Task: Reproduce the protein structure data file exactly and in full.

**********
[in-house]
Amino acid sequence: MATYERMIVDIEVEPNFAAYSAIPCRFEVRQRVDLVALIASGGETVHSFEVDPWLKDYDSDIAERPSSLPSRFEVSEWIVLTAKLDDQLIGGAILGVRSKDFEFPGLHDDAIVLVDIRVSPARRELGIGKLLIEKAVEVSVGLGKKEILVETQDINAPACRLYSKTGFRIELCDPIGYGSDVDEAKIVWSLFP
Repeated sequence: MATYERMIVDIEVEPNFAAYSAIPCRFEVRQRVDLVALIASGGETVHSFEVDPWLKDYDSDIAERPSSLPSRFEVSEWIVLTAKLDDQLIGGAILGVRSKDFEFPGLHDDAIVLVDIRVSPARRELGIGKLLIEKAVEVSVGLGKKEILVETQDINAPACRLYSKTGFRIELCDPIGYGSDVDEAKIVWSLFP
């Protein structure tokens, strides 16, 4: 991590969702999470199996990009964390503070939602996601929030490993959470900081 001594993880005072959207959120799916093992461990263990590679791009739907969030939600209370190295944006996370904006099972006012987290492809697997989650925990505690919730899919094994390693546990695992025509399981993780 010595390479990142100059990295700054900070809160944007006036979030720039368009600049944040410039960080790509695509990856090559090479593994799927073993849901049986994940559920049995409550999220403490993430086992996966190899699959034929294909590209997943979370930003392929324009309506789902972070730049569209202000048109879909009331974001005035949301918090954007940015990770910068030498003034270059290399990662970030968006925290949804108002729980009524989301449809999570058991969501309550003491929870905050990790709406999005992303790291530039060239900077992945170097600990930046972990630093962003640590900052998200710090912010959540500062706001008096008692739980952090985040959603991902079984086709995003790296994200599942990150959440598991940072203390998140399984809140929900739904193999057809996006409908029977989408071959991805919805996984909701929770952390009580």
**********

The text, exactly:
[in-house]
Amino acid sequence: MATYERMIVDIEVEPNFAAYSAIPCRFEVRQRVDLVALIASGGETVHSFEVDPWLKDYDSDIAERPSSLPSRFEVSEWIVLTAKLDDQLIGGAILGVRSKDFEFPGLHDDAIVLVDIRVSPARRELGIGKLLIEKAVEVSVGLGKKEILVETQDINAPACRLYSKTGFRIELCDPIGYGSDVDEAKIVWSLFP
Repeated sequence: MATYERMIVDIEVEPNFAAYSAIPCRFEVRQRVDLVALIASGGETVHSFEVDPWLKDYDSDIAERPSSLPSRFEVSEWIVLTAKLDDQLIGGAILGVRSKDFEFPGLHDDAIVLVDIRVSPARRELGIGKLLIEKAVEVSVGLGKKEILVETQDINAPACRLYSKTGFRIELCDPIGYGSDVDEAKIVWSLFP
């Protein structure tokens, strides 16, 4: 991590969702999470199996990009964390503070939602996601929030490993959470900081 001594993880005072959207959120799916093992461990263990590679791009739907969030939600209370190295944006996370904006099972006012987290492809697997989650925990505690919730899919094994390693546990695992025509399981993780 010595390479990142100059990295700054900070809160944007006036979030720039368009600049944040410039960080790509695509990856090559090479593994799927073993849901049986994940559920049995409550999220403490993430086992996966190899699959034929294909590209997943979370930003392929324009309506789902972070730049569209202000048109879909009331974001005035949301918090954007940015990770910068030498003034270059290399990662970030968006925290949804108002729980009524989301449809999570058991969501309550003491929870905050990790709406999005992303790291530039060239900077992945170097600990930046972990630093962003640590900052998200710090912010959540500062706001008096008692739980952090985040959603991902079984086709995003790296994200599942990150959440598991940072203390998140399984809140929900739904193999057809996006409908029977989408071959991805919805996984909701929770952390009580």